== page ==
I’m No Quitter

I’ll just start typing and maybe something of interest will appear. (Cross your fingers and maybe say a prayer.) A lot has happened since my last post LAST YEAR. Ridiculous, I know. I’m a crappy scribbler, and an even crappier shutterbug. But at least I’m also a really crappy quitter, which means I might disappear for a while, but I’ll always come back.

So to catch up whomever might be reading this:
We celebrated our first Christmas as empty nesters, which wasn’t all that bad since the Married Ones came over to spend Christmas Day afternoon with us. I’m embarrassed to say I can’t remember what we did New Year’s Eve; I turned 56 in January (which might explain the iffy memory issues); and we celebrated our 28th anniversary in February. I attended a wonderful women’s retreat through our church the last weekend that same month, and as I think back on it and what a delight it was, it’s so weird to realize that two weeks later everything would change drastically around the entire world for everyone.

I vaguely remember hearing about some flu in China, and a few days later the news started using the word “epidemic,” but we didn’t have anything to worry about, and suddenly it was a PANDEMIC and it was HERE. Even then, it was on the west coast and it seemed very far away. My guy (a teacher for the correctional system) was off for spring break the second week in March and we spent most of it working on our house. He went back to work for two days, and then the state decided to send everyone home because the PANDEMIC wasn’t just on the West Coast. It was on the East Coast, and it was in New Orleans, and Dallas, and Houston, and everywhere and anywhere you might even THINK about being…but one thing that wasn’t here, there, or anywhere was toilet paper…and hand soap…and sanitizer…and Lysol wipes. It seemed like we went to sleep one night and the next morning the world had lost its collective mind.

It’s kind of strange because in the early days of the PANDEMIC, I watched ALL THE THINGS. If President Trump, Vice President Pence, and/or the coronavirus task force were speaking, I was listening. And listened to all the other things on the radio. And all the other things on Facebook. And all the OTHER THINGS being said around town…until we were told not to go to town, unless absolutely necessary. So I stayed home. Except to pick up groceries curbside. And that was weird, because where I used to order groceries and schedule a pickup the next day…now pickup slots were a week out. So my usual habit of deciding what to have very shortly before actually having it…well, that was shot to hell in a hand basket. And then restaurants started offering curbside because they were trying to stay ALIVE in an economy that was slowly, slowly, slowly dying. Ordering food online or by phone was the equivalent of hooking the local diner up to a ventilator, the owners praying to survive long enough to make a come back when their patients could be unplugged from this very strange way of doing business. We indulged in curbside restaurant fare more than we probably should have, but HEY! We were doing our part to help keep the independent businesses alive and kicking—even if the social distancing required to get our order made it feel like our dinners were drop kicked from their doorways to the trunk of our car. Our daughter and son-in-law came over for family dinner once a week—I lasted all of 20 minutes without hugging her and then said, “Screw it.”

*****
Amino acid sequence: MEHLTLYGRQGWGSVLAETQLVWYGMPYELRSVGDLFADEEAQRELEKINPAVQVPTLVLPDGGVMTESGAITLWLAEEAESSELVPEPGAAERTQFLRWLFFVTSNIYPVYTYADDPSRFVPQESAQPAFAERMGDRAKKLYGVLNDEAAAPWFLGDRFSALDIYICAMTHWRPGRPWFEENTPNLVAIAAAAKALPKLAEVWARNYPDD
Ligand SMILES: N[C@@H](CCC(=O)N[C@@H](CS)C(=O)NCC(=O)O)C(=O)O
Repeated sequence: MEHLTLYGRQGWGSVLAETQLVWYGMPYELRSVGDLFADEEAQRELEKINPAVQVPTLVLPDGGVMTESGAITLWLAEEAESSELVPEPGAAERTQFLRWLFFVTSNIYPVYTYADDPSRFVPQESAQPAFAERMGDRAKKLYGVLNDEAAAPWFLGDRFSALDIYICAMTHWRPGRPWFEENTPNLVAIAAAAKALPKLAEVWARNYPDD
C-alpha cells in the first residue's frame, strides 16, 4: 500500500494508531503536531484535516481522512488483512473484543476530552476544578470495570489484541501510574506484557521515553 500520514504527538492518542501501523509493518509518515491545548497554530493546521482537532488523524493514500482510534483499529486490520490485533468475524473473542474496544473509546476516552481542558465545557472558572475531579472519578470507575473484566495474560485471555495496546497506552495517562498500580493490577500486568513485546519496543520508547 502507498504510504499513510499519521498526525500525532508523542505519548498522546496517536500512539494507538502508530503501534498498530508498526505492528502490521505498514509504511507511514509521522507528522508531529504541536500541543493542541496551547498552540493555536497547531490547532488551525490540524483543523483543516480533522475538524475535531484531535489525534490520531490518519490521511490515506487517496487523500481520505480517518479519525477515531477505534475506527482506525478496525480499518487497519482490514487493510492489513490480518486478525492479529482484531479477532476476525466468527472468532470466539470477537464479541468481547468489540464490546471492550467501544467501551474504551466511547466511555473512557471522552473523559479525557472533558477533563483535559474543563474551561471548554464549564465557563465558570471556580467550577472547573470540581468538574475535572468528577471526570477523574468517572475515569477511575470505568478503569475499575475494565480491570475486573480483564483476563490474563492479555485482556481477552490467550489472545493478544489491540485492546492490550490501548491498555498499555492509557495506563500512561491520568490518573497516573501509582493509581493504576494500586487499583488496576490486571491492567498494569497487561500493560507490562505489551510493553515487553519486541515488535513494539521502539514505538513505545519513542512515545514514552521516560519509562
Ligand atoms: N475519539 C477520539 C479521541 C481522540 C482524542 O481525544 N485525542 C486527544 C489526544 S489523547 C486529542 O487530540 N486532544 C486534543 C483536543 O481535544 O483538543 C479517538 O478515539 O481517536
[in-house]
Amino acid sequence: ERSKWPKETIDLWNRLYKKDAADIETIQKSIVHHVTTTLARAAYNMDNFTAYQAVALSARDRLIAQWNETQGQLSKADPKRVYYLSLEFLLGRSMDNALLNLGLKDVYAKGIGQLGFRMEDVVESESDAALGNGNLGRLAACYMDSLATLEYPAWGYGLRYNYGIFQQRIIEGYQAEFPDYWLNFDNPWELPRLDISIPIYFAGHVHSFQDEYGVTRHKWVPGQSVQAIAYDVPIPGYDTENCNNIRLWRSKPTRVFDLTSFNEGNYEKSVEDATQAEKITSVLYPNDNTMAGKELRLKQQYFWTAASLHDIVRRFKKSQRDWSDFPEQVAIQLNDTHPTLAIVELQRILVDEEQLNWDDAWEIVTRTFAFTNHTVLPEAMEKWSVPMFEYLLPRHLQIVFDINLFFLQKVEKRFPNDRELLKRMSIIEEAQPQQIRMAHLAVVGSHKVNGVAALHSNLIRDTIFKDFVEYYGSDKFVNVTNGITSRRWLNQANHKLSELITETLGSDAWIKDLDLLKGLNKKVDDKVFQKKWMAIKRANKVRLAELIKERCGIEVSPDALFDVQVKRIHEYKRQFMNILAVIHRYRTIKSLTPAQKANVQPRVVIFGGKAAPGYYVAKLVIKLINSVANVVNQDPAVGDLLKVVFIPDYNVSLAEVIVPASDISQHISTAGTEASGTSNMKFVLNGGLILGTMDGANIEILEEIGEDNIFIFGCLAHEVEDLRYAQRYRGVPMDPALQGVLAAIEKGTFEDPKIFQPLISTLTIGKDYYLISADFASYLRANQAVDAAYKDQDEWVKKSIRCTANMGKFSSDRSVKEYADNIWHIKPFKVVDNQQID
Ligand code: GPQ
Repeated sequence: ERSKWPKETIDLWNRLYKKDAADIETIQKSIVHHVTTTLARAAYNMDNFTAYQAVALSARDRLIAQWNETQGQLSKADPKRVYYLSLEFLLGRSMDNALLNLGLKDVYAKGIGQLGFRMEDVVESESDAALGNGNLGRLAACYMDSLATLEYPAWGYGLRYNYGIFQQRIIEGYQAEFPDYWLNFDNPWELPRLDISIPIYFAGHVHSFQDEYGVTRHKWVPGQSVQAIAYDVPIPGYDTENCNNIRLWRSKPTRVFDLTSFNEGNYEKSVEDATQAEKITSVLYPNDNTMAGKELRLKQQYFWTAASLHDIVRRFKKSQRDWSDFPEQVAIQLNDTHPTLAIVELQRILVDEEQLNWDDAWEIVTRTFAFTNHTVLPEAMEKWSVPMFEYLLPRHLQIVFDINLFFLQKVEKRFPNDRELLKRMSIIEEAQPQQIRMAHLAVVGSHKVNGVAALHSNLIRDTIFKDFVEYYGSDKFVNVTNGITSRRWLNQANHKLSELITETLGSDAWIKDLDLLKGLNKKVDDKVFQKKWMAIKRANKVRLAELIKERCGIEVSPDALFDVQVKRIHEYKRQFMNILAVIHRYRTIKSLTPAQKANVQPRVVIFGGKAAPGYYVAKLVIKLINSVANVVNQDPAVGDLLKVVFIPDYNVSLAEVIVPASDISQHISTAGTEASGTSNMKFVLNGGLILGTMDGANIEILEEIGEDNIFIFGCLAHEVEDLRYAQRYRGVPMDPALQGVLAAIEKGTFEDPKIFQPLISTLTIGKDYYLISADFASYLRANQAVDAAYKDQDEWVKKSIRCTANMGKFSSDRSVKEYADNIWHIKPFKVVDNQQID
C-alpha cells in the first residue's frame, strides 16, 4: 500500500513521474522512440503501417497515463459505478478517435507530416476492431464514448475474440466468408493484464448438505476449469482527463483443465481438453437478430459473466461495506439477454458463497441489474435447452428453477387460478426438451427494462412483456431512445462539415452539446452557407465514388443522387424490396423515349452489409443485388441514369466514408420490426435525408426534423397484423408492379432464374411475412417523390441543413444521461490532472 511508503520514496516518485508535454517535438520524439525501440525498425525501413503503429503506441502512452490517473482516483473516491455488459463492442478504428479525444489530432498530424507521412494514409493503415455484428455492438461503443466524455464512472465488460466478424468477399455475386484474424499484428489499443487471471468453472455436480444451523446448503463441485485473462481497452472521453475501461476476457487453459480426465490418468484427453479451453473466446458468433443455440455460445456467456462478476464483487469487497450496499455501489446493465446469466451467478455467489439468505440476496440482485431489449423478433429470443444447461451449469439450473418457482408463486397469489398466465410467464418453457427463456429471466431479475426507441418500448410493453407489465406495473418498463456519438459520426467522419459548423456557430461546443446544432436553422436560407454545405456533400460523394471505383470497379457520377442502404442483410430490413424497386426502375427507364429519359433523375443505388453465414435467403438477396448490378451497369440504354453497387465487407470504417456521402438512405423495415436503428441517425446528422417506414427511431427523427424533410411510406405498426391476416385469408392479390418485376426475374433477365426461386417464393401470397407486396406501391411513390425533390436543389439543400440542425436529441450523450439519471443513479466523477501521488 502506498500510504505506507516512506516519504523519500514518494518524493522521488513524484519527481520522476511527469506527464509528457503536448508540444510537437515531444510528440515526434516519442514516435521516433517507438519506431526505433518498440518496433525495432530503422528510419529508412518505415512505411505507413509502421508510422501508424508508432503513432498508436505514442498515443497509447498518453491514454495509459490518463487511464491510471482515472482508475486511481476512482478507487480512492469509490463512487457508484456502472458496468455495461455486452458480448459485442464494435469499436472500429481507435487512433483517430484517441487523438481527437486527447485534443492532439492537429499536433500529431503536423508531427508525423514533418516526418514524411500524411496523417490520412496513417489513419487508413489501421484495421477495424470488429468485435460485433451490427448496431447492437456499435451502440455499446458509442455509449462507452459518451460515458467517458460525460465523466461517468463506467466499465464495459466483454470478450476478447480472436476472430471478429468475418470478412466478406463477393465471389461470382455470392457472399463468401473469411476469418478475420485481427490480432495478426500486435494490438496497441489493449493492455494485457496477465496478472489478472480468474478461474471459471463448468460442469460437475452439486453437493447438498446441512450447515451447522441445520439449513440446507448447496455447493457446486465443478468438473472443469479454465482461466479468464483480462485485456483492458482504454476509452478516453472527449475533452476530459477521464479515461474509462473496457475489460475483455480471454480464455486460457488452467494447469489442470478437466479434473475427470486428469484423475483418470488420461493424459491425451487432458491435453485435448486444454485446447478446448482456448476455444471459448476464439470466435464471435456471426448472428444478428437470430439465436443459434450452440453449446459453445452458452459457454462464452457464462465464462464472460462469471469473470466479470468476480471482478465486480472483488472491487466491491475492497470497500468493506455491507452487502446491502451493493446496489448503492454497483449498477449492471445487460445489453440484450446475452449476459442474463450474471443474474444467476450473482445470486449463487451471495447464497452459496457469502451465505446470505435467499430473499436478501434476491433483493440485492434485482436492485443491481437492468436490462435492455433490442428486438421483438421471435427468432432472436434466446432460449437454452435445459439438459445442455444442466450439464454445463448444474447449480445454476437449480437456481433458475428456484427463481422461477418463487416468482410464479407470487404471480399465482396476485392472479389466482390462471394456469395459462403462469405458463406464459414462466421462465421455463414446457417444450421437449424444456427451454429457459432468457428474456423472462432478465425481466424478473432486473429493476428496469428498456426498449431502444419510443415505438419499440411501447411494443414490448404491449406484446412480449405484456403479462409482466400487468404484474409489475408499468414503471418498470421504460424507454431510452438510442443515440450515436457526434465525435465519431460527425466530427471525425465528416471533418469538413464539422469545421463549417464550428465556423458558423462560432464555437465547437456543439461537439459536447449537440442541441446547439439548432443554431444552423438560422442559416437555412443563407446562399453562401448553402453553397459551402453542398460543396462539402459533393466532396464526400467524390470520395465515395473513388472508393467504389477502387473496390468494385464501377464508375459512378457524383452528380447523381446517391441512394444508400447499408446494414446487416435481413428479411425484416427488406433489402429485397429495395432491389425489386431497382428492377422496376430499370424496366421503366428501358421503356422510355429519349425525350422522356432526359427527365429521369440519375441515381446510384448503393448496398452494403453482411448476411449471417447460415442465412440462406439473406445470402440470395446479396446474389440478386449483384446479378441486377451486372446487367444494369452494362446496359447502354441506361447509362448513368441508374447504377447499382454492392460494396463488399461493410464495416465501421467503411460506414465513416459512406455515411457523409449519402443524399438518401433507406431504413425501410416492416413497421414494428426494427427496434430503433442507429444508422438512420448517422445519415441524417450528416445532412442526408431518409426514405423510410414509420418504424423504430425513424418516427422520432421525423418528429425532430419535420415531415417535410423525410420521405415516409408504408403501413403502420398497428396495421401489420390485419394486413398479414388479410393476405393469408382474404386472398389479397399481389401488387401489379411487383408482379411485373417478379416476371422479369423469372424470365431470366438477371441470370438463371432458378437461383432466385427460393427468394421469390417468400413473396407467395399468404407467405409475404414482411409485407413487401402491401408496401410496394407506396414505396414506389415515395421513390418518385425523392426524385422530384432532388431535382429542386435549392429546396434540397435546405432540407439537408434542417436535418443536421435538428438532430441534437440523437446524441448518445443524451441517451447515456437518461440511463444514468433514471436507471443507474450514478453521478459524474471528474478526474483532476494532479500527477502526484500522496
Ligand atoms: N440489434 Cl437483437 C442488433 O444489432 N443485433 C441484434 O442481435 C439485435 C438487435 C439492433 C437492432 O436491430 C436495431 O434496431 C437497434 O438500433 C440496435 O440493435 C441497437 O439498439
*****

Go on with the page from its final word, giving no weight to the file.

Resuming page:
This went on for a week…two weeks…a month? Maybe six weeks? I forget. It all became such a blur and more often than not, I wasn’t even sure what day of the week it was. I did manage to brush my teeth every day. Dental hygiene is important, you know. And then the powers that be…the president, Congress, the governors, the scientists…someone decided it was kind of safe to move about the cabin. So we began venturing from our homes very cautiously. I remember the night my husband and I decided to actually go to a restaurant for dinner and we were confused by the concept of walking through the door, sitting at a table and waiting for someone to bring us our meals. It was such a treat.